Press ReleasePublished: 28 October 2022
Joint EUAA, IOM and OECD report provides new insights on displacement from and within Ukraine
The European Union Agency for Asylum (EUAA), the International Organization for Migration (IOM) and the Organisation for Economic Co-operation and Development (OECD) have published a Joint Report on profiles, experiences, and aspirations of forcibly displaced people by the Russian invasion of Ukraine.
The Joint Report provides an in-depth study of the scale of displacement to EU countries and people seeking protection there, by building on initial findings derived from a June EUAA-OECD Survey.
Around 14.3 million exits from Ukraine have been registered, of which three quarters were into the four neighbouring EU Member States (Hungary, Poland, Romania, and Slovakia). The speed and scale of the crisis makes it the biggest and fastest displacement of people in Europe since World War II, with a third of the entire Ukrainian population finding themselves displaced internally or externally.
Europe has emerged as a safe haven for Ukrainian families and the swift activation of the Temporary Protection Directive enabled EU countries to provide uniform protection to around 4.6 million displaced people in Europe, while averting the collapse of the Common European Asylum System.
The people displaced by the Russian invasion of Ukraine
The report is based on almost 4 000 responses from those displaced by the invasion, 71% of whom had completed University education. Unsurprisingly, the large majority of respondents (82%) were women. Seventy-three percent indicated having reached their preferred destination in Europe and noted that the main reasons for choosing their destination country were work opportunities (50%) or reuniting with friends and family members (47%). The OECD notes that based on these trends and other data, the European labour force is expected to expand by 0.5% in 2022.
The conflict has not only displaced millions of Ukrainians, but also a few hundred thousand other nationalities who were residents in Ukraine, including Turkish, Russian, Indian, Azerbaijani as well as Israeli and Georgian nationals. Surveys by the IOM report that these individuals tended to be young single men enrolled in education in Ukraine.
The Joint Report also presents a sentiment analysis, based on free-text testimony by some 500 individuals. As expected, negativity was associated with the difficulties faced on the journey, financial hardships, language barriers, as well as long-term housing support or residence permits; all issues commonly linked with displacement. However, most expressed profound gratitude for the help and support of volunteers and NGOs in the first reception centres, as well as families providing temporary housing.
The situation in Ukraine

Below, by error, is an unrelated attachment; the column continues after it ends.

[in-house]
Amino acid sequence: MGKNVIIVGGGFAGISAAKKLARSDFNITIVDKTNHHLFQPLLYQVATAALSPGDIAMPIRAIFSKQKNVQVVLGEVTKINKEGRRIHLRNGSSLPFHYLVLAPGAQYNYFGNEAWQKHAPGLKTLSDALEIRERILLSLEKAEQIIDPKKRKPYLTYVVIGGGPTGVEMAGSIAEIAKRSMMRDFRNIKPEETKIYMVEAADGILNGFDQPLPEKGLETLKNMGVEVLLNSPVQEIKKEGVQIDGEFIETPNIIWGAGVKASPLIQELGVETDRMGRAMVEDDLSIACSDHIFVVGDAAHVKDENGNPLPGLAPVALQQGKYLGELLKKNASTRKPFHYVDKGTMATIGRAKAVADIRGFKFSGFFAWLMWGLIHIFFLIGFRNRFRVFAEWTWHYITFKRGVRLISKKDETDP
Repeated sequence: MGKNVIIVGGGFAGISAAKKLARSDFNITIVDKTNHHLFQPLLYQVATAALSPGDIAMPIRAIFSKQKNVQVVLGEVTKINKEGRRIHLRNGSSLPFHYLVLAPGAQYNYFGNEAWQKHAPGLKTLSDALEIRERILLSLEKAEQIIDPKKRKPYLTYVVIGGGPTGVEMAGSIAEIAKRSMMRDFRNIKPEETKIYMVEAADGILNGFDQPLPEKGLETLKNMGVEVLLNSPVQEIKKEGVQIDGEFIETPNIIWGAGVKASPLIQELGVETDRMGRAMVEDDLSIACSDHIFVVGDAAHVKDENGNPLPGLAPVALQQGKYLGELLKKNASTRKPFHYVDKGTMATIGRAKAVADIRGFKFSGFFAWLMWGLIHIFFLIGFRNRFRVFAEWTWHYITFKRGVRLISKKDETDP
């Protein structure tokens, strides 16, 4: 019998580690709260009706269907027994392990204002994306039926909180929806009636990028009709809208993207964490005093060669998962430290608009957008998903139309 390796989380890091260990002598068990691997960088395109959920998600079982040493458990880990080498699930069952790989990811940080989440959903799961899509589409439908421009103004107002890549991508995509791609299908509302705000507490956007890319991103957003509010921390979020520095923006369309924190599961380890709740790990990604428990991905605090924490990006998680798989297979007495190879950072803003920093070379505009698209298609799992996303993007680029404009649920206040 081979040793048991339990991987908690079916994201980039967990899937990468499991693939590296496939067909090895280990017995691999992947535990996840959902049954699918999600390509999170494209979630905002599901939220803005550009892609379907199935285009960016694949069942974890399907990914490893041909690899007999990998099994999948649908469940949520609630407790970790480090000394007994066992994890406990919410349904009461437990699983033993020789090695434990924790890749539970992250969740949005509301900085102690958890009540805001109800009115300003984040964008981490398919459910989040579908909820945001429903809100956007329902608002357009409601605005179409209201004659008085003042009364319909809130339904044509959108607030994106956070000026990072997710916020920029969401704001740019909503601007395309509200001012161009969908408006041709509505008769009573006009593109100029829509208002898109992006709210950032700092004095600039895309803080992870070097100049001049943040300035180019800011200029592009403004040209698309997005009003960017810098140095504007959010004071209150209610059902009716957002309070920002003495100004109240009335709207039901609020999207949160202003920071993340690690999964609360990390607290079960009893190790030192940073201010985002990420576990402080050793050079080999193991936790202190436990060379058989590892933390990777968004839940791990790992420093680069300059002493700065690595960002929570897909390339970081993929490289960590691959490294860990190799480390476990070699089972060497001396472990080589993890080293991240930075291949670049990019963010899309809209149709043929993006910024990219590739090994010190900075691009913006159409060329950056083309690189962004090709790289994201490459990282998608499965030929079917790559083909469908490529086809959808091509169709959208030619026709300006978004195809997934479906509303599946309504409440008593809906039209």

IOM reports that over 7 million people have been displaced internally within Ukraine as of August 2022. Most are women, nearly a third of whom have been displaced more than once, with almost 1 in 10 displaced three times or more. The reasons for staying in Ukraine can be related to not having the means to leave or simply feeling safer in a different part of the country, the latter being a sentiment expressed by 68 % of respondents.
Unsurprisingly, the highest number are from the East macro-region of Ukraine (3.8 million). While the region also hosts the largest number of internally displaced persons, there has also been a steady inflow to Kyiv where the security situation is perceived as better.
Over six million of all forcibly displaced persons internally or externally had chosen to return home in August, more than doubling since May 2022 (2.7 million). People returned for various reasons, including seeking some normality, family reunification, schooling for their children, property ownership and free accommodation in their place of habitual residence in Ukraine. While, due to the volatility of the current situation, it is impossible to determine what proportion of the returns observed at present are permanent or temporary, most returnees reported no intention to leave their places of residence again in the future.
Future movements to Europe
The report also identifies possible drivers of further flows by exploring the decision-making processes of those who have already fled the country, internet searches in Ukrainian, and individual voices as expressed in the surveys.
The stability of the security situation in specific parts of the country, family reunification, work opportunities, access to basic services and goods, reconstruction of houses, and access to education unsurprisingly stand out as the main contributing factors identified.
While most displaced persons are waiting for acceptable conditions to return to Ukraine, some see an outlook for a better future in Europe, the United States of America or Canada and do not plan to return home for the time being.The